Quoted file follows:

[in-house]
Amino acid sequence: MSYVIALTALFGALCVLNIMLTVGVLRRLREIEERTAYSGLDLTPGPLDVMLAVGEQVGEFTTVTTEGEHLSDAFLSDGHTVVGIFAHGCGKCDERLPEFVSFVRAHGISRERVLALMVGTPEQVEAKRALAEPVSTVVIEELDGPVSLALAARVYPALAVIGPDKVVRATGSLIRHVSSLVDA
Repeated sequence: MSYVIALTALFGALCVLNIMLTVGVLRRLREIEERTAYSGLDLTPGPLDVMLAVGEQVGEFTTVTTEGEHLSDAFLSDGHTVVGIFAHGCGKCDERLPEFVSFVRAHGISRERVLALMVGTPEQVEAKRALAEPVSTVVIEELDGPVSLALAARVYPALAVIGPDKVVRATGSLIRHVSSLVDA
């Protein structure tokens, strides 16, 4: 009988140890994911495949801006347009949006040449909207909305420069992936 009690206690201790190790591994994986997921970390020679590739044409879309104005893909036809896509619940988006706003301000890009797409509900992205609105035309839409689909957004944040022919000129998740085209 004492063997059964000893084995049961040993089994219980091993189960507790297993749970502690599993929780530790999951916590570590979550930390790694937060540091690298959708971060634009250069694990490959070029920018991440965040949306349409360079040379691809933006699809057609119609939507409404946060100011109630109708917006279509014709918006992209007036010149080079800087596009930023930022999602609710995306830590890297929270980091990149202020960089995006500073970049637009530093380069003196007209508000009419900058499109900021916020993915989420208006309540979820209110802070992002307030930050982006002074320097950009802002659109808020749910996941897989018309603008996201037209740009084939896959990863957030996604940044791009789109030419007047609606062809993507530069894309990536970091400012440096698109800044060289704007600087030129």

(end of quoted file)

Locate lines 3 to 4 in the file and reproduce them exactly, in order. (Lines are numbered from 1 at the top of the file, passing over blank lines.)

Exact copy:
Repeated sequence: MSYVIALTALFGALCVLNIMLTVGVLRRLREIEERTAYSGLDLTPGPLDVMLAVGEQVGEFTTVTTEGEHLSDAFLSDGHTVVGIFAHGCGKCDERLPEFVSFVRAHGISRERVLALMVGTPEQVEAKRALAEPVSTVVIEELDGPVSLALAARVYPALAVIGPDKVVRATGSLIRHVSSLVDA
């Protein structure tokens, strides 16, 4: 009988140890994911495949801006347009949006040449909207909305420069992936 009690206690201790190790591994994986997921970390020679590739044409879309104005893909036809896509619940988006706003301000890009797409509900992205609105035309839409689909957004944040022919000129998740085209 004492063997059964000893084995049961040993089994219980091993189960507790297993749970502690599993929780530790999951916590570590979550930390790694937060540091690298959708971060634009250069694990490959070029920018991440965040949306349409360079040379691809933006699809057609119609939507409404946060100011109630109708917006279509014709918006992209007036010149080079800087596009930023930022999602609710995306830590890297929270980091990149202020960089995006500073970049637009530093380069003196007209508000009419900058499109900021916020993915989420208006309540979820209110802070992002307030930050982006002074320097950009802002659109808020749910996941897989018309603008996201037209740009084939896959990863957030996604940044791009789109030419007047609606062809993507530069894309990536970091400012440096698109800044060289704007600087030129």